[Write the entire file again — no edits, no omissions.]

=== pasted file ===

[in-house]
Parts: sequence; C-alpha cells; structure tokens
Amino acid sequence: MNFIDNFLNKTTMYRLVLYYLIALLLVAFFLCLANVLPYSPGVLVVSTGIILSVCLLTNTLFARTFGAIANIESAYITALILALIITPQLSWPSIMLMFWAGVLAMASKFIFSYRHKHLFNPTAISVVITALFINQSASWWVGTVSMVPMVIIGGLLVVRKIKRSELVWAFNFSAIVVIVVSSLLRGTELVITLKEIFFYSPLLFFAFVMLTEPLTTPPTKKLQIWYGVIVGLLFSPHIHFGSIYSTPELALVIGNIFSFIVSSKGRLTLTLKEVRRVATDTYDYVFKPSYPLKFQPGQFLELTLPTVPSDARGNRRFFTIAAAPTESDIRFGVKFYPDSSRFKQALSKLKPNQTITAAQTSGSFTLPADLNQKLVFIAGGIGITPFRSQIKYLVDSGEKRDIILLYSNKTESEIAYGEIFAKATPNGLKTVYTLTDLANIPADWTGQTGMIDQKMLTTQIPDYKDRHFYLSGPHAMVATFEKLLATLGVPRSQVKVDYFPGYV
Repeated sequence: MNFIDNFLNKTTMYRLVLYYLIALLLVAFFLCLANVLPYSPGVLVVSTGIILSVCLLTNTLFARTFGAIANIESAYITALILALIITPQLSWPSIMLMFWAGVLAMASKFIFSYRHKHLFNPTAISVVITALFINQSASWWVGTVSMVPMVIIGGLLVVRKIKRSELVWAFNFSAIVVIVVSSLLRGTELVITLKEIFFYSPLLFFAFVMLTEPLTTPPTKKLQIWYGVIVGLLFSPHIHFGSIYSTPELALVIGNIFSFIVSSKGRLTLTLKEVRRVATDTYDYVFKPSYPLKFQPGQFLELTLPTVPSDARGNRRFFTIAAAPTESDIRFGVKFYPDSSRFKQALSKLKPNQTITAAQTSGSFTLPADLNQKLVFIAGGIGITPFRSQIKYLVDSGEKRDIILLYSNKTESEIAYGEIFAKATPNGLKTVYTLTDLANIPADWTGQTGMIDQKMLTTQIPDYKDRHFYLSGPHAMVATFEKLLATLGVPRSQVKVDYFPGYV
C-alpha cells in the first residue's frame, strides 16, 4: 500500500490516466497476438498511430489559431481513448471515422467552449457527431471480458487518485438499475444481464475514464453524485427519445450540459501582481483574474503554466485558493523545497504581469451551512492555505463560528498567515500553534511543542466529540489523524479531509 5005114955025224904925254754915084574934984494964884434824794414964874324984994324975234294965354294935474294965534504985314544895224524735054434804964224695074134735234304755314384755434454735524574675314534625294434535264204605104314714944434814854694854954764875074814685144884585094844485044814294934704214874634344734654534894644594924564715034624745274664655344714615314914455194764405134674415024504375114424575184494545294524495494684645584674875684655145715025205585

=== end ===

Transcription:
[in-house]
Parts: sequence; C-alpha cells; structure tokens
Amino acid sequence: MNFIDNFLNKTTMYRLVLYYLIALLLVAFFLCLANVLPYSPGVLVVSTGIILSVCLLTNTLFARTFGAIANIESAYITALILALIITPQLSWPSIMLMFWAGVLAMASKFIFSYRHKHLFNPTAISVVITALFINQSASWWVGTVSMVPMVIIGGLLVVRKIKRSELVWAFNFSAIVVIVVSSLLRGTELVITLKEIFFYSPLLFFAFVMLTEPLTTPPTKKLQIWYGVIVGLLFSPHIHFGSIYSTPELALVIGNIFSFIVSSKGRLTLTLKEVRRVATDTYDYVFKPSYPLKFQPGQFLELTLPTVPSDARGNRRFFTIAAAPTESDIRFGVKFYPDSSRFKQALSKLKPNQTITAAQTSGSFTLPADLNQKLVFIAGGIGITPFRSQIKYLVDSGEKRDIILLYSNKTESEIAYGEIFAKATPNGLKTVYTLTDLANIPADWTGQTGMIDQKMLTTQIPDYKDRHFYLSGPHAMVATFEKLLATLGVPRSQVKVDYFPGYV
Repeated sequence: MNFIDNFLNKTTMYRLVLYYLIALLLVAFFLCLANVLPYSPGVLVVSTGIILSVCLLTNTLFARTFGAIANIESAYITALILALIITPQLSWPSIMLMFWAGVLAMASKFIFSYRHKHLFNPTAISVVITALFINQSASWWVGTVSMVPMVIIGGLLVVRKIKRSELVWAFNFSAIVVIVVSSLLRGTELVITLKEIFFYSPLLFFAFVMLTEPLTTPPTKKLQIWYGVIVGLLFSPHIHFGSIYSTPELALVIGNIFSFIVSSKGRLTLTLKEVRRVATDTYDYVFKPSYPLKFQPGQFLELTLPTVPSDARGNRRFFTIAAAPTESDIRFGVKFYPDSSRFKQALSKLKPNQTITAAQTSGSFTLPADLNQKLVFIAGGIGITPFRSQIKYLVDSGEKRDIILLYSNKTESEIAYGEIFAKATPNGLKTVYTLTDLANIPADWTGQTGMIDQKMLTTQIPDYKDRHFYLSGPHAMVATFEKLLATLGVPRSQVKVDYFPGYV
C-alpha cells in the first residue's frame, strides 16, 4: 500500500490516466497476438498511430489559431481513448471515422467552449457527431471480458487518485438499475444481464475514464453524485427519445450540459501582481483574474503554466485558493523545497504581469451551512492555505463560528498567515500553534511543542466529540489523524479531509 5005114955025224904925254754915084574934984494964884434824794414964874324984994324975234294965354294935474294965534504985314544895224524735054434804964224695074134735234304755314384755434454735524574675314534625294434535264204605104314714944434814854694854954764875074814685144884585094844485044814294934704214874634344734654534894644594924564715034624745274664655344714615314914455194764405134674415024504375114424575184494545294524495494684645584674875684655145715025205585